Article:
Corn ethanol is currently the main biofuel on the U.S. market, but demand for ethanol competes with corn’s availability as a food, with potentially disastrous consequences for food costs. Researchers at the University of Illinois are investigating a different source for homegrown biofuel: grasses.
This study–the first of its kind, according to the university–examined the potential for the cultivation of two biofuels grasses in the American Midwest: switchgrass, a large prairie grass native to the region, and Miscanthus, a sterile hybrid, which is widely cultivated in Europe as a biofuel crop.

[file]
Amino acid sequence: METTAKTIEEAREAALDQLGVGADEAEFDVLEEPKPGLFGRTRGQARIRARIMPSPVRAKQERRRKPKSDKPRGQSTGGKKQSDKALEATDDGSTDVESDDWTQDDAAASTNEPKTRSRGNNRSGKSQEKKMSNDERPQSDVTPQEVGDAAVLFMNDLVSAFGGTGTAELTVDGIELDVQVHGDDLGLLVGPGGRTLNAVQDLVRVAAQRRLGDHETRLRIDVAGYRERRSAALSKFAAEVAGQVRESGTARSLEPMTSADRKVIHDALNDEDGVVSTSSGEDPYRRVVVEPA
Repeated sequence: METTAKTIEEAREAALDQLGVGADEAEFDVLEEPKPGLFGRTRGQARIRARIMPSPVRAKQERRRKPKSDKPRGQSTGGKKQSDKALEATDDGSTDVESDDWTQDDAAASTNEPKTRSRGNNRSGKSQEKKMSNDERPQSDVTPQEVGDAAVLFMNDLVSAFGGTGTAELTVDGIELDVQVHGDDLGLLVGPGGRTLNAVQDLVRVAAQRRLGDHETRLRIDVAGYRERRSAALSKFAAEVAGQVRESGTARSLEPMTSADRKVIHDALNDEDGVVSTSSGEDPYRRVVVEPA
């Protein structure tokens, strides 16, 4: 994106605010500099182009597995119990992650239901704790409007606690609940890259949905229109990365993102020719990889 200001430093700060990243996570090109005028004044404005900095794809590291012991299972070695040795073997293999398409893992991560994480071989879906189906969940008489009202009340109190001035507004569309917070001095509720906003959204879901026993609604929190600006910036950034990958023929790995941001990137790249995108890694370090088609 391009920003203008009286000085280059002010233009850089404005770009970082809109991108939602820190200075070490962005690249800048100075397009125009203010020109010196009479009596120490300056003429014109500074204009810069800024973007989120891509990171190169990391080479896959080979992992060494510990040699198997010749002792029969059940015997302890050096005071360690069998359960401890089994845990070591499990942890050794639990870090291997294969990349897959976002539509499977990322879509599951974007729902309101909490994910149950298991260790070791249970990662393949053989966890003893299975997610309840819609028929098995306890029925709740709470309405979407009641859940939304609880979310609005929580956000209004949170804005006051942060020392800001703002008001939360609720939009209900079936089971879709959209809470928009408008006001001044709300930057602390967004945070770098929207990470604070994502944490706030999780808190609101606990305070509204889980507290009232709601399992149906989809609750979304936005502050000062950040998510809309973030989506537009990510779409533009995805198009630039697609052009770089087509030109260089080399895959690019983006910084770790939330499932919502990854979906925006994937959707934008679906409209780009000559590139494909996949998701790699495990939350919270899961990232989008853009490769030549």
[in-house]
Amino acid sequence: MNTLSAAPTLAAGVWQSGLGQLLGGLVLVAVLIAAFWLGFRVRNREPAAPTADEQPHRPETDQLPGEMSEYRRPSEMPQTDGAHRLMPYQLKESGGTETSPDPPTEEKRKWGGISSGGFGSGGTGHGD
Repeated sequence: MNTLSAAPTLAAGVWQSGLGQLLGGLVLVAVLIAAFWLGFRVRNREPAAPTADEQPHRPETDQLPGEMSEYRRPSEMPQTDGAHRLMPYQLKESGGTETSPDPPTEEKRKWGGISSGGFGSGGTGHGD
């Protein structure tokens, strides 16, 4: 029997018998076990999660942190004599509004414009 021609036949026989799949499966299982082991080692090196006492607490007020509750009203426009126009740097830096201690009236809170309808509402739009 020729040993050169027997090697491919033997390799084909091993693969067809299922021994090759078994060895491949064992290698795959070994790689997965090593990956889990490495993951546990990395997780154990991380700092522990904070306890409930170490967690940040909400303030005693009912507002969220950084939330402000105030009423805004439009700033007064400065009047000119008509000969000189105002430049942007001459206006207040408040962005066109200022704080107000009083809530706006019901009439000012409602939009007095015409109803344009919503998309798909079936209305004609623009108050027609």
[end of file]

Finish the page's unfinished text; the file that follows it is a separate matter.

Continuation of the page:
The study found that Miscanthus outperformed its native competitor with yields nearly three times greater. In breaking out Miscanthus as a cash crop, the study further found that the regions where such a grass biofuel might yield enough, per acre, to convince farmers to switch from crops like soybeans, were located largely in the southern range of the Midwest, such as southern Illinois and all of Missouri.
The takeaway? Biofuel grasses could be a viable crop in the U.S. – under certain conditions. The complete study was published in the October issue of the journal Global Change Biology Bioenergy.
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